Arctic Sea Ice
The Arctic’s icy beauty sustains charismatic species from the much-loved polar bear to the mythical narwhal. Here, sea ice floats on the ocean’s surface. It changes size seasonally, keeps the Arctic cool and moderates global climate. It is the platform where many species give birth, raise young, hunt, hide from predators and move long distances. Sea ice sustains a remote web of life: it supports marine algae at the base of the food web, and its spring melt drives phytoplankton blooms that enrich the marine ecosystem. The Bering Sea’s sea-ice bloom sustains a rich benthic community, providing food for walruses, bearded seals, and seaducks. It is one of the world’s most endangered habitats due to climate change. Climate scientists have projected that summer sea ice will disappear in the 2030s. Winter sea ice will also continue to decline.
A Home for Threatened and Endangered Species
Sea-ice provides critical habitat for imperiled species. The polar bear relies on sea ice to hunt, seek mates, move long distances and build dens to rear cubs. Polar bears
hunt seals at ice openings and by breaking into seal snow caves. Other imperiled species that depend on sea ice for rearing young, resting, and/or molting include the ringed, bearded, spotted, ribbon, harp, and hooded seals, Pacific walrus, and spectacled eider.
Climate Change Threats
The Arctic has warmed at twice the rate of the rest of the planet, causing sea ice to rapidly decline. In 2007, summer sea ice plummeted to a record low: ~1 million square miles below the 1979-2000 average—a level that most climate models projected would not be reached until 2050. The ice is also half as thin as it was a few decades ago, and it is melting earlier in spring and forming later in autumn. As sea ice hunting grounds shrink and break up early, polar bears in some regions are starving, drowning and resorting to cannibalism. If current emission trends continue, scientists predict two-thirds of the world’s polar bears will be lost by 2050. As temperatures rise, the ringed seals’ snow dens are collapsing and killing their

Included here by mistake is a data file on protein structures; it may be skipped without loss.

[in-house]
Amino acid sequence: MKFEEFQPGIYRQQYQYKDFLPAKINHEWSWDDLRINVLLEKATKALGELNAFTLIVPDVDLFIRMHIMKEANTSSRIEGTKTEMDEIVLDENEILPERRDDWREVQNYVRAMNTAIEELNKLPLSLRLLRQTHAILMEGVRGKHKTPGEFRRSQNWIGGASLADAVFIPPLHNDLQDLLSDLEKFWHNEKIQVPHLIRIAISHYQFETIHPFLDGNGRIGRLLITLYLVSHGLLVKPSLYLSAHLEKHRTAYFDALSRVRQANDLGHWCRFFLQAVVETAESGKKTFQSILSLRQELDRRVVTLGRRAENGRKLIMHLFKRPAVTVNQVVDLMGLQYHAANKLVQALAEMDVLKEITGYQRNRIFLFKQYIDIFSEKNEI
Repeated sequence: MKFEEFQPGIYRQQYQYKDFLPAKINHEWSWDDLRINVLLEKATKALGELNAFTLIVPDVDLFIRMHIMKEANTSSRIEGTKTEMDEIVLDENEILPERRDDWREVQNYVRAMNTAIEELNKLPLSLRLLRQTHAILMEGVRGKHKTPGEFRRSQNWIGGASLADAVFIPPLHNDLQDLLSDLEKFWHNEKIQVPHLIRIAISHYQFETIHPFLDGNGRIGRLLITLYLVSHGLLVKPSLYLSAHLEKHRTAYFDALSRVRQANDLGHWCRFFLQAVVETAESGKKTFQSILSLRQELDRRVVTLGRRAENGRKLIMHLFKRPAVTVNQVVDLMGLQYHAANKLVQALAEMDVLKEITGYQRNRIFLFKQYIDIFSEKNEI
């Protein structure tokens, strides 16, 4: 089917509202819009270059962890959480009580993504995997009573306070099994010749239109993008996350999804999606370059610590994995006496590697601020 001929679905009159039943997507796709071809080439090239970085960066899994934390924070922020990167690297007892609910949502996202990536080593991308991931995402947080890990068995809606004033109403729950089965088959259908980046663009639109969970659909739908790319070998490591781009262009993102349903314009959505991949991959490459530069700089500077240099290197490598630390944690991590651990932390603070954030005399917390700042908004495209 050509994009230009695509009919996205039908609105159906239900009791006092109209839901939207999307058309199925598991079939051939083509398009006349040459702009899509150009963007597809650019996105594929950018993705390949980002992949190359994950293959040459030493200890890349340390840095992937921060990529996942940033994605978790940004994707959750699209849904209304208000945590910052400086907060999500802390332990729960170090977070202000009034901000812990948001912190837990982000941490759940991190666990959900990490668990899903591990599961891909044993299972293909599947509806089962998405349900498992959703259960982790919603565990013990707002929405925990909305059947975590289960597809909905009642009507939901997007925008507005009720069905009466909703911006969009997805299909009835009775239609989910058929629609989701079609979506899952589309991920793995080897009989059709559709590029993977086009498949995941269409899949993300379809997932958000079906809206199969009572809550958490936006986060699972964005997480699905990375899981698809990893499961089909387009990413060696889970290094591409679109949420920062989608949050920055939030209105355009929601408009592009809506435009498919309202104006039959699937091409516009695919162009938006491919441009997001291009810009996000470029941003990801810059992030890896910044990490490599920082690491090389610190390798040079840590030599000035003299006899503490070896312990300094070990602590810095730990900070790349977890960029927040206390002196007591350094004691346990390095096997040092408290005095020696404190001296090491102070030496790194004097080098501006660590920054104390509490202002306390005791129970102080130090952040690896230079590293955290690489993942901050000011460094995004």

pups. The loss of sea ice over the Pacific walrus’ foraging grounds is forcing walruses to come ashore to rest—where vulnerable calves are trampled to death in stampedes. The spectacled eider faces shrinking sea ice over its winter feeding-grounds, which reduces its prey and eliminates its resting areas. The bowhead, beluga, and gray whale are threatened by the expansion of oil drilling and shipping traffic as sea ice melts.
Needed Conservation Measures
Reducing greenhouse gas is the most important step to slow and reverse the sea ice melt. To avoid the most severe impacts to the planet, the Intergovernmental Panel on Climate Change (IPCC) states a need to reduce emissions from 1990 levels 25 to 40 percent by 2020. Other recommendations go further and state that we should stabilize global CO2 levels to 350 ppm, below our present level of 389. To restore Arctic sea ice, the well-known leading climate scientists including James Hansen estimate that we’ll need to lower CO2 levels to 300-325 ppm. We must also increase habitat and species resilience by ending Arctic oil and gas development, prohibiting increased shipping as melting ice opens new routes, stopping overhunting and trade in imperiled wildlife, and reducing toxic contaminants. The United States must proactively protect the Arctic through multi-agency collaboration, domestic environmental law enforcement, and international mechanisms including the International Agreement for the Conservation of Polar Bears, the Arctic Council, the United Nations Convention on the Law of the Sea, and the United Nations Framework Convention on Climate Change.